The US President, Donald Trump has accused foreign governments, to extort “abnormally low prices of medicines” from pharmaceutical companies.
Speaking in Washington on Friday, he said that he had directed his top trade official to make this issue a priority in trade negotiations.
“It is time to put an end to the global free-loading once and for all,” he says.
The president is under pressure to deliver on campaign promises to reduce the high cost of prescription drugs.
In his speech, the president partly blamed the high prices on the price controls in other countries, he said, “extort unreasonably low prices” of companies, forcing Americans to pay more to “subsidize the enormous costs of research and development”.
“This is unacceptable”, he said.
However, experts say foreign, the price is not a big influence on US, the costs, and changing it will not help the Americans.
“The notion that if other countries pay more for drugs that WE the consumers will pay less, that it is not true,” said Paul Ginsburg, a professor of health policy at USC and director of the USC-Brookings Schaeffer of the Initiative for Health Policy.
Mr. Ginsburg said that companies set prices to maximize profits, and already largely in the incentives to innovate.
“If they are able to get other countries to pay more, I do not believe that there is an effect on prices in the united States,” he said. “He is just going to increase drug company profits.”
Shares of health care companies jumped after the speech.The increase in costs
Surveys repeatedly find that the reduction of the high cost of prescription drugs is a priority for American voters.
The U.S. has spent $ 1,443 per capita on the costs of pharmaceutical products by 2016, compared to a range of $466 to $939 in 10 other high-income countries, including the united KINGDOM, Australia, Canada and Japan, according to a study published in the Journal of the American Medical Association.
The report says that these costs have been one of the main factors in united states, health spending, which was nearly two times higher than in other countries.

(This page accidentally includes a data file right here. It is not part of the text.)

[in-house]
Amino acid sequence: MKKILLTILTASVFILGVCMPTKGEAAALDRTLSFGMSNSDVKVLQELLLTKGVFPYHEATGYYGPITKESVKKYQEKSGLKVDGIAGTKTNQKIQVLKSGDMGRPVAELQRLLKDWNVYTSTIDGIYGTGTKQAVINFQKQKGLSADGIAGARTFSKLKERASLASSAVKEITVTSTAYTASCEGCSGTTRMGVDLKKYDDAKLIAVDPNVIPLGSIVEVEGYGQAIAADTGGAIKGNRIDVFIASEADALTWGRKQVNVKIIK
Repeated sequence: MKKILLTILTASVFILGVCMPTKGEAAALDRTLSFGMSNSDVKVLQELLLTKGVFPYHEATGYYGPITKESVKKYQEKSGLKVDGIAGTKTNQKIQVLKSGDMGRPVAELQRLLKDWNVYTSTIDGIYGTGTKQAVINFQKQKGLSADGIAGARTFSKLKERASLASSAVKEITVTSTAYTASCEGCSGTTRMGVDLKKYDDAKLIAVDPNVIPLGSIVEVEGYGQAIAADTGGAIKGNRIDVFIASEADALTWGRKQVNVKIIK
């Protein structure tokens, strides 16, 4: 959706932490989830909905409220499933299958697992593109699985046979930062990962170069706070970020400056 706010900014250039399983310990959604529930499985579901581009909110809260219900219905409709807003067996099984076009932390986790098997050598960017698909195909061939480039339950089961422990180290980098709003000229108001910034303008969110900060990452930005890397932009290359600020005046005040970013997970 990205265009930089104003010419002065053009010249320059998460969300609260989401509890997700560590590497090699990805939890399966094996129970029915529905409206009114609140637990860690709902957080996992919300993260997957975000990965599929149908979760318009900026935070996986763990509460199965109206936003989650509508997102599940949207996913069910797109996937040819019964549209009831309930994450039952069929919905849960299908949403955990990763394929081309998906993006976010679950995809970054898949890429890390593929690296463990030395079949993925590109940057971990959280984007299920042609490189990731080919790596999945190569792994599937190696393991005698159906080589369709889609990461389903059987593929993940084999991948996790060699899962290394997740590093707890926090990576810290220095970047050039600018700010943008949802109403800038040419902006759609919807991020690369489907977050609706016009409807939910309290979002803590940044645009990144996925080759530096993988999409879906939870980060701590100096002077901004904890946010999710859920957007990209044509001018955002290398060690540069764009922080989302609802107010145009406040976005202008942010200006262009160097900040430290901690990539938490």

President Donald Trump has seized on the issue during his 2016 election campaign.
At the time, he had said that the government should negotiate the price of medicines for public health programs, such as medicare. He has also expressed his support to allow people to buy drugs from countries where they are cheaper, such as Canada.
None of these proposals was mentioned in Friday’s speech.The details of the plan
The White House has said that his focus is on the increasing competition between drug manufacturers, by the speeding up of approvals for generic drugs and crack down on the “game” of the intellectual property patents.
A plan released Friday also recommends requiring disclosure of out-of-pocket costs before you give the requirements and the elimination of rules which limit what pharmacists can share the costs, among other measures.
Gerard Anderson, professor of health policy at the Johns Hopkins University, said it is too early to say whether the ideas will have an impact on prices, and too early to judge their political effects.
“I don’t know how the American public is going to react,” Mr Anderson said. “It does not clearly address what the President, Trump said that he was going to do when he was elected.”
He also said that he did not think do medicines price of an object of trade negotiations to bring other countries to make changes.
“I don’t expect that a country, that is to say, ‘Oh, we’re going to increase our prices because the President Trump wants to’,” he said.